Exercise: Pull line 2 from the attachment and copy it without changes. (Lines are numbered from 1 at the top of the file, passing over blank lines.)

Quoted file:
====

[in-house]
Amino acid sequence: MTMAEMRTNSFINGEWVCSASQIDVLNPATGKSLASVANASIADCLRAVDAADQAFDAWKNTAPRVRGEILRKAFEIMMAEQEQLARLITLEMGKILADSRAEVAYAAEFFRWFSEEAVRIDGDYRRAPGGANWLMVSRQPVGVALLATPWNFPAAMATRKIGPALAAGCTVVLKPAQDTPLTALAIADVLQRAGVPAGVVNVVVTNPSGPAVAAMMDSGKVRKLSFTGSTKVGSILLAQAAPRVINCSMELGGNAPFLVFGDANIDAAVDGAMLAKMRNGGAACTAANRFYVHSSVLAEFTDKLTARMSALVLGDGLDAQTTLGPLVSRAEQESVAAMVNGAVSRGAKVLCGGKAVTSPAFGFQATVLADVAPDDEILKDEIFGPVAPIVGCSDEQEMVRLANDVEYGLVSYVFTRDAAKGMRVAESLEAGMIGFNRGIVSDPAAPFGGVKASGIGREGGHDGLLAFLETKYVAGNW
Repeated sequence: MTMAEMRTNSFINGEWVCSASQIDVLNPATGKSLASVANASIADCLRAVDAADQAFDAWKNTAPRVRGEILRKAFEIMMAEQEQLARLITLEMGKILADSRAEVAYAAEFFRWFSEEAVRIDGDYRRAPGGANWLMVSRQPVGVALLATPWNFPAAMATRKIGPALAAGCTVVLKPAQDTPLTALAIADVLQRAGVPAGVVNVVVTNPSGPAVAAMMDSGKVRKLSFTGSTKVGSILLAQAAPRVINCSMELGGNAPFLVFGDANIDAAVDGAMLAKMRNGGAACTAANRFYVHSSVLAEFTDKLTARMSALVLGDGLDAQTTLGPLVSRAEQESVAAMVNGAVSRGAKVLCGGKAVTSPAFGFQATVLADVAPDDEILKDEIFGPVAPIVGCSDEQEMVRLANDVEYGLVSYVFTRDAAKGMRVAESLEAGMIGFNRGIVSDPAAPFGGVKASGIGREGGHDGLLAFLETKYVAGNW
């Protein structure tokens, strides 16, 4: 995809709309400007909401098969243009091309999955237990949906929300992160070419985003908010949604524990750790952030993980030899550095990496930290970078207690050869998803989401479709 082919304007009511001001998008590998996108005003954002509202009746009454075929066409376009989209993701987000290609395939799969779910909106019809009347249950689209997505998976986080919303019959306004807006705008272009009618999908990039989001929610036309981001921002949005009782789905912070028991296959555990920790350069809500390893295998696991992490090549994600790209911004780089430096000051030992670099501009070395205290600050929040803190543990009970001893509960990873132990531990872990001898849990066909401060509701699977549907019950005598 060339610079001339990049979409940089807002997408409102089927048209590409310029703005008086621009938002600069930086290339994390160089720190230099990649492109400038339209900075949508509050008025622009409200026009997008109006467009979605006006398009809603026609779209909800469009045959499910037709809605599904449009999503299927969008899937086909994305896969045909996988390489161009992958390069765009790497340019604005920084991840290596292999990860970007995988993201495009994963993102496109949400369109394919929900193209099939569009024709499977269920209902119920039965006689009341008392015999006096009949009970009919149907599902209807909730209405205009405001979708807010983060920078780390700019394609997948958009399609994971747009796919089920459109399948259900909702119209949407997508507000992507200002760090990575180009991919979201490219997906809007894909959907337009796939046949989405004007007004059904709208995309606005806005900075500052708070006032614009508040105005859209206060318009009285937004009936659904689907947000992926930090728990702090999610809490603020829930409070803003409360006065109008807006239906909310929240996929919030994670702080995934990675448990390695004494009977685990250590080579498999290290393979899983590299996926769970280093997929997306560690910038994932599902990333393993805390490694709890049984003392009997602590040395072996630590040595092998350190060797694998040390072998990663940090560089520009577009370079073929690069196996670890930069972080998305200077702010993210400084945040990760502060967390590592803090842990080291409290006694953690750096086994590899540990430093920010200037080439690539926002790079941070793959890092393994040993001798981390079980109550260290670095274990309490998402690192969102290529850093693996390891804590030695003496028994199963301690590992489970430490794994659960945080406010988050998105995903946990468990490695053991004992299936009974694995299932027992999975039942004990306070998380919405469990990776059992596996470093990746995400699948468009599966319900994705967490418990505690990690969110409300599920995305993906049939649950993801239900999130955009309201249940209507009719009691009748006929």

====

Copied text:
Amino acid sequence: MTMAEMRTNSFINGEWVCSASQIDVLNPATGKSLASVANASIADCLRAVDAADQAFDAWKNTAPRVRGEILRKAFEIMMAEQEQLARLITLEMGKILADSRAEVAYAAEFFRWFSEEAVRIDGDYRRAPGGANWLMVSRQPVGVALLATPWNFPAAMATRKIGPALAAGCTVVLKPAQDTPLTALAIADVLQRAGVPAGVVNVVVTNPSGPAVAAMMDSGKVRKLSFTGSTKVGSILLAQAAPRVINCSMELGGNAPFLVFGDANIDAAVDGAMLAKMRNGGAACTAANRFYVHSSVLAEFTDKLTARMSALVLGDGLDAQTTLGPLVSRAEQESVAAMVNGAVSRGAKVLCGGKAVTSPAFGFQATVLADVAPDDEILKDEIFGPVAPIVGCSDEQEMVRLANDVEYGLVSYVFTRDAAKGMRVAESLEAGMIGFNRGIVSDPAAPFGGVKASGIGREGGHDGLLAFLETKYVAGNW